This webinar presented information on developing marketing materials for the Diabetes Prevention Program, and considerations when conducting the program for diverse audiences. A representative from the CDC, an Extension Lifestyle Coach from Oklahoma who conducts programs with Native Americans, and a physician who directs a non-profit reaching out to Hispanic audiences provide their insights and recommendations.

Cancer webinars

Foods that Fight Colorectal Cancer
Presented by Christine LS Molmenti, PhD, MPH, Assistant Professor at the Donald and Barbara Zucker School of Medicine, Hofstra/Northwell and Alice Bender, MS, RDN, Senior Director of Nutrition Programs at the American Institute for Cancer Research

Building and Bridging Resources to Create a Community Without Colorectal Cancer
Presented by Melinda Conklin, M.S., M.Ed., Founder and Executive Director, Hitting Cancer Below the Belt (HBC2)

    Taking the Fight to Colorectal Cancer: Latest advancements in early detection and treatment
    Presented by Dr. Khalid Matin, Medical Director, Community Oncology and Clinical Research Affiliation, VCU Massey Cancer Center


    Get the Facts: Breast Cancer
    Presented by Dr. Young Ju, associate professor in the Department of Human Nutrition, Foods, and Exercise


    Breast Cancer Prevention and Control: Key messages your community needs to hear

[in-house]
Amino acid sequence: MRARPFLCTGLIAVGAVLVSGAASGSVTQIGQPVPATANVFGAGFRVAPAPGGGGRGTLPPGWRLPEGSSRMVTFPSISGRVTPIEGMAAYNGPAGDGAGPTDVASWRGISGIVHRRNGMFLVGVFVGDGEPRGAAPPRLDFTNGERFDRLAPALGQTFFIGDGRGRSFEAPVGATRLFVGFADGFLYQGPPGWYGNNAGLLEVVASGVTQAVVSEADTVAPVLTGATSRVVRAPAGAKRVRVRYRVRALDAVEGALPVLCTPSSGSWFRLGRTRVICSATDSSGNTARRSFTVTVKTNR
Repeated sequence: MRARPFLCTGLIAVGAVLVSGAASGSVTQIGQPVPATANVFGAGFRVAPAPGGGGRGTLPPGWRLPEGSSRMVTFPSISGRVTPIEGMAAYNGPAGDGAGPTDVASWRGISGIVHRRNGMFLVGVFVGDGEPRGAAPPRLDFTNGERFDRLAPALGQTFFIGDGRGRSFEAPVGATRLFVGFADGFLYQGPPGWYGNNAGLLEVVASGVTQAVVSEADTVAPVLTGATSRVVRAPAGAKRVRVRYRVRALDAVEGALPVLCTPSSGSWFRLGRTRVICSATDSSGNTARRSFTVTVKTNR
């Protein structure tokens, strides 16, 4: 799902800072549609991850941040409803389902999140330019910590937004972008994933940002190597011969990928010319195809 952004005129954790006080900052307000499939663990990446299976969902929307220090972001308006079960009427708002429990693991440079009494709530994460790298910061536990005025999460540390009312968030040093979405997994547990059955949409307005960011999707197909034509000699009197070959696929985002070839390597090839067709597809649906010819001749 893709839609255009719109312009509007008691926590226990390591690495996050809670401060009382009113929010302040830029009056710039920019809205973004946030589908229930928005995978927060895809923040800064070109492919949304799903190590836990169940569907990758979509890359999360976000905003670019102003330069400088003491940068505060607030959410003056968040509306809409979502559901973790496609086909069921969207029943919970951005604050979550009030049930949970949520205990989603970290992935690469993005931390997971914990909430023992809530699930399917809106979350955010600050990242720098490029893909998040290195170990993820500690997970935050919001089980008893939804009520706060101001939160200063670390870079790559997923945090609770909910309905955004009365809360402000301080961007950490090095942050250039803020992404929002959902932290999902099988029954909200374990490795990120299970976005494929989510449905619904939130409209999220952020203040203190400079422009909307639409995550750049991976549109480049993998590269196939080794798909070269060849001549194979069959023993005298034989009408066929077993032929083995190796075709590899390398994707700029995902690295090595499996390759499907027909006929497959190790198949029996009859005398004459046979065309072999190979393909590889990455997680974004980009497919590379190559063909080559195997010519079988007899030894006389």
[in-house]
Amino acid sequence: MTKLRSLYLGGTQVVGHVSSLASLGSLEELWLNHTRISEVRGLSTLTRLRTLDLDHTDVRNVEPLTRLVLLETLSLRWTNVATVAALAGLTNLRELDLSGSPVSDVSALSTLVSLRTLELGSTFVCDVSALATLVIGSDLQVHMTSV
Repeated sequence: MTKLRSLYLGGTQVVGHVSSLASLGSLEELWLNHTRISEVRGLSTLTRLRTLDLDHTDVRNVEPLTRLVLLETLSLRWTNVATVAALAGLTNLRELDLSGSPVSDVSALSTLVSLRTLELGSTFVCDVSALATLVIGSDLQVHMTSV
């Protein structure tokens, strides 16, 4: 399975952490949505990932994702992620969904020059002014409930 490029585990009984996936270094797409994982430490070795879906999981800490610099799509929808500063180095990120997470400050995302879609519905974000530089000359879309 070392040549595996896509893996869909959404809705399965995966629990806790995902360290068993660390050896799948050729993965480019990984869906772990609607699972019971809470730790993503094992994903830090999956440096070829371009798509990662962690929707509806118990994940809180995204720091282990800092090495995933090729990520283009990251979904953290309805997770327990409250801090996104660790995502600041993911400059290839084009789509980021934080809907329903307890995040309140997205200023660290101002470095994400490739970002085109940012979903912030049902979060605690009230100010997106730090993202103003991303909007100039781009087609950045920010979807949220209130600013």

Presented by Kristin Harris, executive director of the Central Virginia affiliate of Susan G. Komen; and Carlin Rafie, Extension Specialist with VCE


    Get Moving to Reduce your Colorectal Cancer Risk



    Have your Cake and Eat It, Too: Decreasing your colorectal cancer risk through smart food choices



    Colorectal Cancer: What is it, and how do I get screened?
    Presented by Dr. Farrel Adkins, specialist in colorectal surgery, Carilion Healthcare; and Dr. John Michos, medical director, Anthem Blue Cross and Blue Shield


Get the Facts webinar series

The National Diabetes Prevention Program: Develop a quality, sustainable Extension program in your state

Because Virginia Tech/Virginia Cooperative Extension changed video providers, some of the links below may not work. Please contact Dr. Young Ju at to request access to the webinar.


  1. COVID-19 fact check
  2. Get the facts webinar weries: High-dose vitamin C and lung cancer
  3. Ginger and lung cancer
  4. Berberine and lung cancer
  5. 2019 new coronavirus outbreak update
  6. Fiber and Colorectal Cancer
  7. Folate and Colorectal Cancer
  8. Olive oil and Colorectal Cancer
  9. Kefir and Colorectal Cancer
  10. Colorectal Cancer
  11. Reishi Mushroom and Breast Cancer
  12. Ginseng and Breast Cancer
  13. L-Carnitine and Breast Cancer
  14. Vitamin D and Breast Cancer
  15. Soy, Soy Isoflavones, and Breast Cancer
  16. Cruciferous Vegetables and Breast Cancer
  17. Green Tea and Breast Cancer
  18. Breast Cancer
  19. New Guidelines for High Blood Pressure
  20. Seaweeds and Diabetes
  21. Honey and Diabetes
  22. Chromium and Type 2 Diabetes
  23. Cinnamon and Diabetes
  24. To Soy or Not to Soy
  25. Gluten-free
  26. Low Fat, Reduced Fat, and No Fat
  27. Food Allergy